Frankly, I think he's facing in McBride an unknown quantity who looks like he will be a stronger candidate than Janet Reno. But who wouldn't? Even Paul Begala would be a stronger candidate than Janet Reno.

BEGALA: No, actually, I do think Jeb Bush is hurt a lot by this, Judy, because he has had a string of problems.

Much more important, of course, has been the state's mismanagement of its foster care system, which has been an international disgrace and a trouble that is laid at the footsteps of the governor of the state. Now, again, the state that became famous for being unable to run an election still can't run one. He did promise he would fix it. And he didn't.

And then, finally, he does have a high-quality opponent in Bill McBride, who they won't be able to tar and trash. In the primary, Jeb Bush ran ads in the Democratic primary attacking Bill McBride. And it looks like McBride won anyway. So that is trouble for Bush.

WOODRUFF: All right, we are turning you -- just quickly, while we continue to wait for Janet Reno down there -- we are going to ask you about a story in "The Washington Post" today. That is the Bush administration restructuring several so-called advisory committees to Department of Health and Human Services -- these are committees that advise the secretary on science matters, science policy -- putting people on those committees who apparently are in line with the administration.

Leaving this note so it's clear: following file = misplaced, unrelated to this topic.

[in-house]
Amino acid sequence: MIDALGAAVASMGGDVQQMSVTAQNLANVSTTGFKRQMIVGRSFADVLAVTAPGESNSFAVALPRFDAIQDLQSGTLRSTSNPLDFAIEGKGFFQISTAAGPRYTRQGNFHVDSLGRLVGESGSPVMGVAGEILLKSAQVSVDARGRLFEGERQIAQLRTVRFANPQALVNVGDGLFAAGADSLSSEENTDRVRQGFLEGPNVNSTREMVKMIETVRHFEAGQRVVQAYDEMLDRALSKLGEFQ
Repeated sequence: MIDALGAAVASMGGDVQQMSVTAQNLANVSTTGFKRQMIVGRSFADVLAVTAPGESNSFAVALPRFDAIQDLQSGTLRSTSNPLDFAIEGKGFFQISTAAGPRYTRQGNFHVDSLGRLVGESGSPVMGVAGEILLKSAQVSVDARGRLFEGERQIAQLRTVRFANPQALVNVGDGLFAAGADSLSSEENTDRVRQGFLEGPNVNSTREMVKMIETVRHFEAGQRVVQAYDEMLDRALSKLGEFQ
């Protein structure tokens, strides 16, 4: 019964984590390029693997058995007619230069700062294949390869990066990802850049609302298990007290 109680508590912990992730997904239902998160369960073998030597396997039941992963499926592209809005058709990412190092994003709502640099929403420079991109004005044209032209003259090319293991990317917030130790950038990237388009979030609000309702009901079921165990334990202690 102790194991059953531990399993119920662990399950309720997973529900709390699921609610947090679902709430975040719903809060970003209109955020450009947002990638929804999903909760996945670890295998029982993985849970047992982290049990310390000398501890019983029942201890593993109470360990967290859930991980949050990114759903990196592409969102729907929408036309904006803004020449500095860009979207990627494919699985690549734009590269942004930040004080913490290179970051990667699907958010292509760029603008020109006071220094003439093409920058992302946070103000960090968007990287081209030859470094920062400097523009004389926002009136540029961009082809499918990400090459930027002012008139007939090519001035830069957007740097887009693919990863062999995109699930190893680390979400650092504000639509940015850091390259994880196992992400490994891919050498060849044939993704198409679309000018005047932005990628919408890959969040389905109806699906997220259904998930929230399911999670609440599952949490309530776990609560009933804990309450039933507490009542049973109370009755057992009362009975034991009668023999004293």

Do we have a situation here, Bob, of politics taking precedence over science?

NOVAK: Yes, indeed. And it should. It happens in every administration.

You know, the idea that science is science is nonsense. And, clearly, Tommy Thompson -- who is the secretary of HHS, a very able man for a long time, four-term governor of Wisconsin -- wanted to clear out some of these left-wing scientists and get them out of there. This is the way the government works.

The idea that there is only one scientific answer is ridiculous. What's behind this criticism is that a lot of people -- perhaps somebody sitting right across from me -- thinks that George W. Bush is not a legitimate president and can't do the things other presidents do. He is legitimate. He was sworn in. And he has a right to have an administration to his liking.

WOODRUFF: Paul, quickly, because we are about to go to Janet Reno.